Here’s what a delineated workflow may look like – the internal team chalks out the strategy and the external team takes on user research. Then, the internal team takes on the research data synthesis and defines the problems to be solved. Both teams can ideate based and test prototypes to see which works the best. Regular check-in meetings with both teams help in keeping each other updated about the progress and smooth over any hurdles.
Make time for onboarding
Integrating a new team with an existing one is not something to be accomplished in a hurry. Make sure to allow ample time in terms of days or weeks for the onboarding process so that both get acquainted with the other design team’s way of functioning.
Fostering a sense of camaraderie and familiarity takes time and cannot be forced. Therefore, it is crucial that both teams are given breathing space to get used to each other. How can this be facilitated? For instance, begin with letting the internal team share details of the company’s existing style guides and design system in an introductory workshop. If your workforce has returned to the office, the introductory meetings can be held in person so as to encourage familiarity with the others’ company culture. Letting the external team work from your own office can also help to foster camaraderie provided there is the space and means for it.
Have success metrics in place
Measuring the RoI of UX is important when it comes to delivering the right experiences to the users and ensuring that the product is achieving its intended goals. While this is true of all UX projects, it becomes even more crucial to devise metrics to ensure the external team’s objectives and goals are outlined from the beginning. Make sure that these are communicated to the external team with absolute clarity so both sides are aware of what constitutes a success or a failure.
Since project managers usually take charge of ensuring smooth functionality when 2 teams are involved in a single project, they can be tasked with devising the metrics for both teams. PMs hold the responsibility for ensuring that the work flows optimally amongst both teams, therefore, setting up deliverables for remote teams can be handed to them.
Keep communication lines open and functional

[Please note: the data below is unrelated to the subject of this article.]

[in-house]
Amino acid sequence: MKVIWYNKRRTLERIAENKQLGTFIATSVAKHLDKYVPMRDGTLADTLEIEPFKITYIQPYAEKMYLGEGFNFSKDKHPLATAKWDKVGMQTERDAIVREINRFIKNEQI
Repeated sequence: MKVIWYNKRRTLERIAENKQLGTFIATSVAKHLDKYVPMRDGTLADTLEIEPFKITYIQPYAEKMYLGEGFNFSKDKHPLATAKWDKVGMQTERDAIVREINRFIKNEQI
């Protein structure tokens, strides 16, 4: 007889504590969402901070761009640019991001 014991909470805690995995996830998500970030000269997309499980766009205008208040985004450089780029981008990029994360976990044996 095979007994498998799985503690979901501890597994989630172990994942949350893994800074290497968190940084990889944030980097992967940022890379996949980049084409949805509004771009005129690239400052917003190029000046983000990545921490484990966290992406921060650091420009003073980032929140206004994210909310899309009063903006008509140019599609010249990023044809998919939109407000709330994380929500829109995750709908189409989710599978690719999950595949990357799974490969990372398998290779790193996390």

Good communication is at the heart of every successful collaboration. An ideal outcome can be achieved when the two UX teams work together and have ongoing communication open throughout the project. There are numerous project management and communication tools that are tailored to facilitate remote collaboration such as Slack, Google Drive, Basecamp, Jira, etc.
As a specialist enterprise UX agency, we have always followed the practice of inviting client teams to join in our daily stand-up meetings to keep them continuously updated. This ensures that the client team stays aware and updated on any hiccups that may lead to delays or revisions. Keeping clients in the loop with periodic touch-base meetings is also important to ensure that updates are shared and differences are ironed out in real-time, not allowing any frustrations to fester for long.
Encourage continuous feedback
Feedback is essential to ensuring design coherency throughout the project. Since design itself is iterative in nature – building on continuous feedback loops, collaborative projects such as these should not be any different. Inviting the concerned stakeholders periodically to share their feedback ensures that the project remains on track to fulfilling its intended goals.
Hiring an external UX design team is a decision driven by a certain kind of requirements, and can be a definitive value addition to any design project. The key to the success of such collaborative projects lies in how well the project manager manages to quell the “us” versus “them” mentality. It is important to nurture the collaborative spirit and remind teams that they have a common goal – that of designing a successful product for users. Have you worked with an external UX design team? Do share your experience with us in the comments section.